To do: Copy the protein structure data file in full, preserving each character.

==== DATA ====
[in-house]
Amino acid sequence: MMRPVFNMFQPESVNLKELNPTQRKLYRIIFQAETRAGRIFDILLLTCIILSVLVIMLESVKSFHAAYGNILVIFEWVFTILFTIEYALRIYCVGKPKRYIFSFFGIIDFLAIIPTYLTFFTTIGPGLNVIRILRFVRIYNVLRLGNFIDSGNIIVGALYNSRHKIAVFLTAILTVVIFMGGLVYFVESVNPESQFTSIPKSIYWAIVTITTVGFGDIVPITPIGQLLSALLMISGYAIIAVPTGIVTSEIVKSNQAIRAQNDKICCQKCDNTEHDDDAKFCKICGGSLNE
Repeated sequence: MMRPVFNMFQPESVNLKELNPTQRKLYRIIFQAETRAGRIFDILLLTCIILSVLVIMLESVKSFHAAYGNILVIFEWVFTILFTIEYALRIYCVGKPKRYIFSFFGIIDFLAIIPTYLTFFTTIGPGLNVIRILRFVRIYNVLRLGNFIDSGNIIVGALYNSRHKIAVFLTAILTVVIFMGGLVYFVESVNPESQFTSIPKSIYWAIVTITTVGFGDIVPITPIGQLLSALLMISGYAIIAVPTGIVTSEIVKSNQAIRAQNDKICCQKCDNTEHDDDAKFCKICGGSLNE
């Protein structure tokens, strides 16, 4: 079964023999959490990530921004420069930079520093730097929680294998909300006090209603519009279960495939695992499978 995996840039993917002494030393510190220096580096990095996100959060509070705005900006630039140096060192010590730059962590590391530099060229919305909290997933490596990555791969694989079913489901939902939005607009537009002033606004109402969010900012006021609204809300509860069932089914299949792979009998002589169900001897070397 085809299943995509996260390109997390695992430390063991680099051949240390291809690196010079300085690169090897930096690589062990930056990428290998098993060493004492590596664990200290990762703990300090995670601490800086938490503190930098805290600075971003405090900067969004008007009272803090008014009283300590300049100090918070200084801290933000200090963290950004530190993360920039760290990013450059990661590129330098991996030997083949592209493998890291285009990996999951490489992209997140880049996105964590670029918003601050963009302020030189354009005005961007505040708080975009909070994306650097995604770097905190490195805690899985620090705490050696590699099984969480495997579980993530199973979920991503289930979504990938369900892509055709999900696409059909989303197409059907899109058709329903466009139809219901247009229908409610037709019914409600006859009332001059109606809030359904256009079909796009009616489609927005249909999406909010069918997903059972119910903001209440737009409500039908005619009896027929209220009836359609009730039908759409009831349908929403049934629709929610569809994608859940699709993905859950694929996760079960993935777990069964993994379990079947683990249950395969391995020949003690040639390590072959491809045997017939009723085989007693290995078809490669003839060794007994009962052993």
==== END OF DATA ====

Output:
[in-house]
Amino acid sequence: MMRPVFNMFQPESVNLKELNPTQRKLYRIIFQAETRAGRIFDILLLTCIILSVLVIMLESVKSFHAAYGNILVIFEWVFTILFTIEYALRIYCVGKPKRYIFSFFGIIDFLAIIPTYLTFFTTIGPGLNVIRILRFVRIYNVLRLGNFIDSGNIIVGALYNSRHKIAVFLTAILTVVIFMGGLVYFVESVNPESQFTSIPKSIYWAIVTITTVGFGDIVPITPIGQLLSALLMISGYAIIAVPTGIVTSEIVKSNQAIRAQNDKICCQKCDNTEHDDDAKFCKICGGSLNE
Repeated sequence: MMRPVFNMFQPESVNLKELNPTQRKLYRIIFQAETRAGRIFDILLLTCIILSVLVIMLESVKSFHAAYGNILVIFEWVFTILFTIEYALRIYCVGKPKRYIFSFFGIIDFLAIIPTYLTFFTTIGPGLNVIRILRFVRIYNVLRLGNFIDSGNIIVGALYNSRHKIAVFLTAILTVVIFMGGLVYFVESVNPESQFTSIPKSIYWAIVTITTVGFGDIVPITPIGQLLSALLMISGYAIIAVPTGIVTSEIVKSNQAIRAQNDKICCQKCDNTEHDDDAKFCKICGGSLNE
């Protein structure tokens, strides 16, 4: 079964023999959490990530921004420069930079520093730097929680294998909300006090209603519009279960495939695992499978 995996840039993917002494030393510190220096580096990095996100959060509070705005900006630039140096060192010590730059962590590391530099060229919305909290997933490596990555791969694989079913489901939902939005607009537009002033606004109402969010900012006021609204809300509860069932089914299949792979009998002589169900001897070397 085809299943995509996260390109997390695992430390063991680099051949240390291809690196010079300085690169090897930096690589062990930056990428290998098993060493004492590596664990200290990762703990300090995670601490800086938490503190930098805290600075971003405090900067969004008007009272803090008014009283300590300049100090918070200084801290933000200090963290950004530190993360920039760290990013450059990661590129330098991996030997083949592209493998890291285009990996999951490489992209997140880049996105964590670029918003601050963009302020030189354009005005961007505040708080975009909070994306650097995604770097905190490195805690899985620090705490050696590699099984969480495997579980993530199973979920991503289930979504990938369900892509055709999900696409059909989303197409059907899109058709329903466009139809219901247009229908409610037709019914409600006859009332001059109606809030359904256009079909796009009616489609927005249909999406909010069918997903059972119910903001209440737009409500039908005619009896027929209220009836359609009730039908759409009831349908929403049934629709929610569809994608859940699709993905859950694929996760079960993935777990069964993994379990079947683990249950395969391995020949003690040639390590072959491809045997017939009723085989007693290995078809490669003839060794007994009962052993």